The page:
Now, in the matter of selection of the school in relation to the education of children, you have to be cautious because the government can deny their studies to the unrecognised madarsa or Vedic school. Government will recognize such children that they do not go to school (Out of School). In this regard, the Human Resource Development Ministry (HRD) is going to take important policy decisions. According to the reports, the government is conducting a survey to identify such children who are studying in non-registered madarsa, gompa (Buddhist school) and Vedic schools, the efforts are made to bring such children into the mainstream education system. At present, there are a large number of non-recognized madarsas in the country who are associated with religious institutions. There are similar Vedic schools which teach children Mantras and Sanskrit books under primary education.
This suggestion has been included in the key recommendations of the Central Advisory Board of Education (CABE) sub-committee’s report. This report has recently been assigned to the Ministry. CABE is the biggest determinant of all subjects related to education. According to report, “A large number of children study in non-recognized schools / institutions. It may be that these schools are not giving regular or mainstream education to the children. In such cases, children studying in these institutions will be considered out-of-school even if they are being given regular education in these institutes.
It was added along with that, “It is extremely important that the centers providing such non-recognized institutions, madarsas, Vedic schools, Gompa and informal education centers should be identified and the children studying here should be considered out of school Out of school here means that such children who do not attend school in the eyes of the government.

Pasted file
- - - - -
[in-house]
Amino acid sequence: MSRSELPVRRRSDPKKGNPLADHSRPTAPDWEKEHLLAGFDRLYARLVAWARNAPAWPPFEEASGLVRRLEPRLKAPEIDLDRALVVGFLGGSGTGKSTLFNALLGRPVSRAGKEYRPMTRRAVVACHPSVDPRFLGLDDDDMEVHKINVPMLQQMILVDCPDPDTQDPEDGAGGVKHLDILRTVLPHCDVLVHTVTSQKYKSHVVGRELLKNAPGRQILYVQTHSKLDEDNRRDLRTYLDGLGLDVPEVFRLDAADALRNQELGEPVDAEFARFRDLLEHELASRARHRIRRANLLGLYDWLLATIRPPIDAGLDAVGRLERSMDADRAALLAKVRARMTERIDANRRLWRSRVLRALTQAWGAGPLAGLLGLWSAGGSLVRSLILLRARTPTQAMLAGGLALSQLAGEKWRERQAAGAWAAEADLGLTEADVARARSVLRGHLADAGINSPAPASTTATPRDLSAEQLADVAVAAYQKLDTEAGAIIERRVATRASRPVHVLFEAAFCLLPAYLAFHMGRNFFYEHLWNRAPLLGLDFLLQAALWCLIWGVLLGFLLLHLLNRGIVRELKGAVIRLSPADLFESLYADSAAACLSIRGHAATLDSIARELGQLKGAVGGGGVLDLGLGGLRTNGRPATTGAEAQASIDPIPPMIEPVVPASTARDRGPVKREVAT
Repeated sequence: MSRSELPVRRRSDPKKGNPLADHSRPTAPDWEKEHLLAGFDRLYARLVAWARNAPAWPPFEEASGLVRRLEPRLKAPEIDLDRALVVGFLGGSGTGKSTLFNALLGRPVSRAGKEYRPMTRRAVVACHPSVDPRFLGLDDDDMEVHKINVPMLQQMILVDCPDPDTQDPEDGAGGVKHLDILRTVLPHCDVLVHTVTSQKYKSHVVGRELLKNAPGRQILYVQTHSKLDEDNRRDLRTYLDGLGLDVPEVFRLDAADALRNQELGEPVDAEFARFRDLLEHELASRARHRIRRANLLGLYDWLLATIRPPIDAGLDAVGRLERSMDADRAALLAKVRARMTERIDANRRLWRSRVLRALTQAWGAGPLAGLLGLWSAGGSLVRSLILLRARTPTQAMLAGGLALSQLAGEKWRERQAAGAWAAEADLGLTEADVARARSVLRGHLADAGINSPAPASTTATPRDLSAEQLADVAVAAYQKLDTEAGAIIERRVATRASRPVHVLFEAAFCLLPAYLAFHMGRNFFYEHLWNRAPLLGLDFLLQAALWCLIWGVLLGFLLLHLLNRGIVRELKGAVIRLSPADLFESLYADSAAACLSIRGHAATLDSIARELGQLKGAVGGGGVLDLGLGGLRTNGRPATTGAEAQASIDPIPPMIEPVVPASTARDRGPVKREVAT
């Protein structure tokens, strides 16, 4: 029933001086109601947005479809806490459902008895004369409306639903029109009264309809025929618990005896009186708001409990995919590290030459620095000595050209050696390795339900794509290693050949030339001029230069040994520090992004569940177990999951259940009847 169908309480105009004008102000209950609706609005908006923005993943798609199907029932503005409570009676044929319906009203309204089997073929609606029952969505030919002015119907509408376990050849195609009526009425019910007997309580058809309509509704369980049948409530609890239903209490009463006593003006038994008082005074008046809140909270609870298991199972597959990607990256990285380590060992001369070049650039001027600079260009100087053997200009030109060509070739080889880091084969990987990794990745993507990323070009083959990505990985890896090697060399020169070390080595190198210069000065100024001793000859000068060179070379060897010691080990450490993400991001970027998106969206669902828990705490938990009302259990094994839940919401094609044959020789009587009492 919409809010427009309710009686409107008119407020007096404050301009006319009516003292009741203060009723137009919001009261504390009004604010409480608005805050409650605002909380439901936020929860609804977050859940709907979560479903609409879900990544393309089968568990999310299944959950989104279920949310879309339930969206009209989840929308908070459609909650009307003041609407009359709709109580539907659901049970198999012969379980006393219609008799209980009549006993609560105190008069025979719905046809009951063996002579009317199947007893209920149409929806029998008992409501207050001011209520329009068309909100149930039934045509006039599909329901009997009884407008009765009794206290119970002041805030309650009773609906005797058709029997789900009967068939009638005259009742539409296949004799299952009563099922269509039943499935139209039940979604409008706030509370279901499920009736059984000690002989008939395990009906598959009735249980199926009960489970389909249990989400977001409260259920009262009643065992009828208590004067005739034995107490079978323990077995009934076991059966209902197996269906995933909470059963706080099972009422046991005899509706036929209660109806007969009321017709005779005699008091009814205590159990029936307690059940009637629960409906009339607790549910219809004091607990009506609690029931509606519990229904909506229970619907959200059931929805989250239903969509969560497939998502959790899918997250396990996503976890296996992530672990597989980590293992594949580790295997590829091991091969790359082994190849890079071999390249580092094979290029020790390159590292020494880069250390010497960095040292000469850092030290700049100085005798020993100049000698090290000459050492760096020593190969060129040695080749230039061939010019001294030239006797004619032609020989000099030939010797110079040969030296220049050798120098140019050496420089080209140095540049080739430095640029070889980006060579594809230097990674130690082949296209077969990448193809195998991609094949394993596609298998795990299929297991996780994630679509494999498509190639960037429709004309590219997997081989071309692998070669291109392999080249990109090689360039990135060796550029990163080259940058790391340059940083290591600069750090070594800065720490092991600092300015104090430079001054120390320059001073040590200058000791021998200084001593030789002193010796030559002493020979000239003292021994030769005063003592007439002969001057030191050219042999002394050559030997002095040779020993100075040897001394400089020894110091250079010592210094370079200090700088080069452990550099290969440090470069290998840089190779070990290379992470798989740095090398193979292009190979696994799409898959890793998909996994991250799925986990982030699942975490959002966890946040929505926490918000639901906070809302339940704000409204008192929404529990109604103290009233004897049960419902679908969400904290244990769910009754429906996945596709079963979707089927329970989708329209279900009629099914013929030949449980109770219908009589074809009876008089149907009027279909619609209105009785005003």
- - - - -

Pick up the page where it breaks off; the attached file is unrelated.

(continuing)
Simultaneously, the Ministry is also going to set up a standard definition of ‘out-of-school’ children and they will also be included in all government databases. The committee has also proposed that once these children join the mainstream education system, their data will also be changed in the database and they will be considered as ‘In School’.
RTE madarsas will not apply to Vedic schools
Meanwhile, the government said on April 2 that the Right to Education Act (RTE) will not be applicable to madarsas, Vedic schools and other institutions offering religious education. In the written reply to the question of Kiran Kher in the Lok Sabha, Minister of State for Human Resource Development Upendra Kushwaha said that the Right to Education Act (RTE) was revised in 2012, it was clarified that children under the provisions of Article 29 and 30 of the Constitution Free and compulsory education will be provided to them. He said that this law will not be applicable to madarsas, Vedic schools and other institutions offering religious education.